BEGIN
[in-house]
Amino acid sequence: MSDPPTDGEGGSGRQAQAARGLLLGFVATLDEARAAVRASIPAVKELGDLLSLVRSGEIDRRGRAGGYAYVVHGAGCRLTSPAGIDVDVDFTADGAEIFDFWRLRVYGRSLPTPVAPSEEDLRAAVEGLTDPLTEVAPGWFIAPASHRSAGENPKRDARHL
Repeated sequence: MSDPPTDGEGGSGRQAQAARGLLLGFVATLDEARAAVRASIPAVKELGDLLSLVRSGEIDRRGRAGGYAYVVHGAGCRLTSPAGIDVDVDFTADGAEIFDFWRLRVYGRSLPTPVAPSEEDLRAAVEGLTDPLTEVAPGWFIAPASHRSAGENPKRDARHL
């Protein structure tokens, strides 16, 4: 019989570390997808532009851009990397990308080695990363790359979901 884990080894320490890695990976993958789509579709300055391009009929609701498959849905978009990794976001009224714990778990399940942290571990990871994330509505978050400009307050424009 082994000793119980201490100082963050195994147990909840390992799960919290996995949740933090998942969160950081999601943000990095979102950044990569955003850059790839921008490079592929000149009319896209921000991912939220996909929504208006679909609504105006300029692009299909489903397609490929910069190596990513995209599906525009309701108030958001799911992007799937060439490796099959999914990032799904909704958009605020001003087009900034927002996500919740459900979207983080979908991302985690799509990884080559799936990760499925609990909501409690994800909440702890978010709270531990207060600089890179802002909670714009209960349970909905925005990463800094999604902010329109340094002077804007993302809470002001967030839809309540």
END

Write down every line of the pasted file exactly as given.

[in-house]
Amino acid sequence: MSDPPTDGEGGSGRQAQAARGLLLGFVATLDEARAAVRASIPAVKELGDLLSLVRSGEIDRRGRAGGYAYVVHGAGCRLTSPAGIDVDVDFTADGAEIFDFWRLRVYGRSLPTPVAPSEEDLRAAVEGLTDPLTEVAPGWFIAPASHRSAGENPKRDARHL
Repeated sequence: MSDPPTDGEGGSGRQAQAARGLLLGFVATLDEARAAVRASIPAVKELGDLLSLVRSGEIDRRGRAGGYAYVVHGAGCRLTSPAGIDVDVDFTADGAEIFDFWRLRVYGRSLPTPVAPSEEDLRAAVEGLTDPLTEVAPGWFIAPASHRSAGENPKRDARHL
């Protein structure tokens, strides 16, 4: 019989570390997808532009851009990397990308080695990363790359979901 884990080894320490890695990976993958789509579709300055391009009929609701498959849905978009990794976001009224714990778990399940942290571990990871994330509505978050400009307050424009 082994000793119980201490100082963050195994147990909840390992799960919290996995949740933090998942969160950081999601943000990095979102950044990569955003850059790839921008490079592929000149009319896209921000991912939220996909929504208006679909609504105006300029692009299909489903397609490929910069190596990513995209599906525009309701108030958001799911992007799937060439490796099959999914990032799904909704958009605020001003087009900034927002996500919740459900979207983080979908991302985690799509990884080559799936990760499925609990909501409690994800909440702890978010709270531990207060600089890179802002909670714009209960349970909905925005990463800094999604902010329109340094002077804007993302809470002001967030839809309540």